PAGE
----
I liked the article by Scott Yard on elitefts a lot. Scott did the Warrior Dash a week out from a meet. I love this attitude. He didn't let something like a meet, something he puts a lot of sweat and effort into preparing for, deter him from doing something else he wanted to do.
He didn't close his life off.
I watched a documentary of some sorts a few years ago about Flex Wheeler. If you don't remember Flex, he was a successful bodybuilder back in the 90's. He had all the genetics in the world but Flex's work ethic was questioned at times. As I watched this documentary I had trouble fathoming how. The guy packed food around with him everywhere he went. He couldn't take vacations, he couldn't do things we take for granted because of meals, training, and other shit to do with that lifestyle.
Yet Flex was knows as having a poor work ethic. Even if he had a poor work ethic in the gym, that kind of dedication is fairly remarkable.
And it's also quite sad.
You get one go around in this one. Just the one. Whether you believe in reincarnation or Carnation Instant Breakfast, you still just get the ONE for this life. I can't imagine missing out on experiences that I may never get a chance to have again, to lift some weights.
"Well Paul then you will never be as good as you can be."
I'm ok with that. You know why, because I don't want my legacy to be written around the time I spent in the gym. Shit man, I'm lifting more often again now, but even less time in the gym than before. At 36 now, I crave life and living it than living the iron. I still love lifting, and fighting and lots of things like that, but it's not what drives me. If someone told me I could compete and total the highest raw total ever, but my family couldn't share in it with me, or I could total less than I was capable of but they could I would take the latter everytime. Because even when I suck my girls tell me how awesome I am. No total can beat that. Ever.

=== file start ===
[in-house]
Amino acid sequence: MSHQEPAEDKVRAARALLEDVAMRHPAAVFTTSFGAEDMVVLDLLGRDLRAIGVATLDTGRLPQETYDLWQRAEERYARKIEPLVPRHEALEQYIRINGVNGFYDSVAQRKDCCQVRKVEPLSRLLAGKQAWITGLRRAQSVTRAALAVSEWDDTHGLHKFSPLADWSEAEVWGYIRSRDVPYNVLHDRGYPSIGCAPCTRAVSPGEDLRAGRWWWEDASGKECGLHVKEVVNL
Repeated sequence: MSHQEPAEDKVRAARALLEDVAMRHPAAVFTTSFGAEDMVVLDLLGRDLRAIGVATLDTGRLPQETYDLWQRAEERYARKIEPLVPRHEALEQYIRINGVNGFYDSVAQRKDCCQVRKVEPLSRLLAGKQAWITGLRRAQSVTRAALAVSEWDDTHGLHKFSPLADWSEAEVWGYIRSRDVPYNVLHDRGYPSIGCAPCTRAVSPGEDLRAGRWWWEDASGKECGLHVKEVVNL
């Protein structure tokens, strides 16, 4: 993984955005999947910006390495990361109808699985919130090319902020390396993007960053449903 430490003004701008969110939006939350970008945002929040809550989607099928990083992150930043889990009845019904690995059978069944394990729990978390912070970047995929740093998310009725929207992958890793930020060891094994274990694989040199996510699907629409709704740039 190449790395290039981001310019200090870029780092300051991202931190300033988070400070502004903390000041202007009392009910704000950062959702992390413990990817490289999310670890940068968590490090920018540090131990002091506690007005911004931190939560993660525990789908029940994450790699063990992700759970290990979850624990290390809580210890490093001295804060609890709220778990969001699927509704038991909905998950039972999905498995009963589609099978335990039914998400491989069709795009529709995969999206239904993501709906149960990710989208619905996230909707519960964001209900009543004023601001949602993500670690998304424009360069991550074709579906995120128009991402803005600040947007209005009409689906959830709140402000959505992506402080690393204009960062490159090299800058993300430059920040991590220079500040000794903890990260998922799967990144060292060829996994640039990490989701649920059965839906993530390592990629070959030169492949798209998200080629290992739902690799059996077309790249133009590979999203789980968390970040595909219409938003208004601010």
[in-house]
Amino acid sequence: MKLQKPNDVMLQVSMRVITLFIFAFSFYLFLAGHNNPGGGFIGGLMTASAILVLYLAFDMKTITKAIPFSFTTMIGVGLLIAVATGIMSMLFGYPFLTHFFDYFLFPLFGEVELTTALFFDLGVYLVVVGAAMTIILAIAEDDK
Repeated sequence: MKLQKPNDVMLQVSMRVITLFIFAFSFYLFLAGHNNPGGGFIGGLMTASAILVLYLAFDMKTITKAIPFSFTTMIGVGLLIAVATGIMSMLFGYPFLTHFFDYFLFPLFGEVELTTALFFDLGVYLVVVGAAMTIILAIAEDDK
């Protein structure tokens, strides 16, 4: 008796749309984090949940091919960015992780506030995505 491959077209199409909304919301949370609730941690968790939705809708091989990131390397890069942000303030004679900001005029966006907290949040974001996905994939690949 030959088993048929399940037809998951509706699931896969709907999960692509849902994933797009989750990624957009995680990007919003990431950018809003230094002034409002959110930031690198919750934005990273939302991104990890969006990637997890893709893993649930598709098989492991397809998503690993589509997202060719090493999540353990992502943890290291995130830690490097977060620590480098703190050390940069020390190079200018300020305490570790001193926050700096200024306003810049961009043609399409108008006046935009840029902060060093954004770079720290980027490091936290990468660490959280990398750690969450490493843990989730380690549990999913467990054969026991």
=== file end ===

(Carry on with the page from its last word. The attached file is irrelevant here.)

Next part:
What's a life or its experiences without someone to share it with?
I'm not saying your experiences are empty if you can't share it with anyone. There are definitely some things that you do or experience that feels meant for you, alone. I grew up in the backwoods of Mississippi, and I spent plenty of days deep in the woods walking trails or fishing or hunting alone, and those are experiences that I don't think I could share with someone that they would appreciate. Nor would I want to share those. But that's the point as well. I wouldn't want to give up those kind of things for things less important.
Likewise, I often find so many parallels in training and life. I think that training can and is similar. If you are in the gym, spend time doing things that are REALLY important. In your programming, remember what is really important to get you where you want to be. I mean, if you write your own programs ask yourself how important everything in that program or routine is. If something takes away from the main goal in any way, just discard it.
Prioritizing things in life and training make things far easier than you probably imagined. You ever notice when you can't make a decision about something, that you writhe around in turmoil? Then when you make the decision you feel like a load of bricks has been removed from your chest? This is simply because making something a priority provides you with direction.
No direction in life means you waste energy doing unproductive things.
No direction in training means you waste energy doing unproductive things.
Just ask yourself in both instances, what's really important?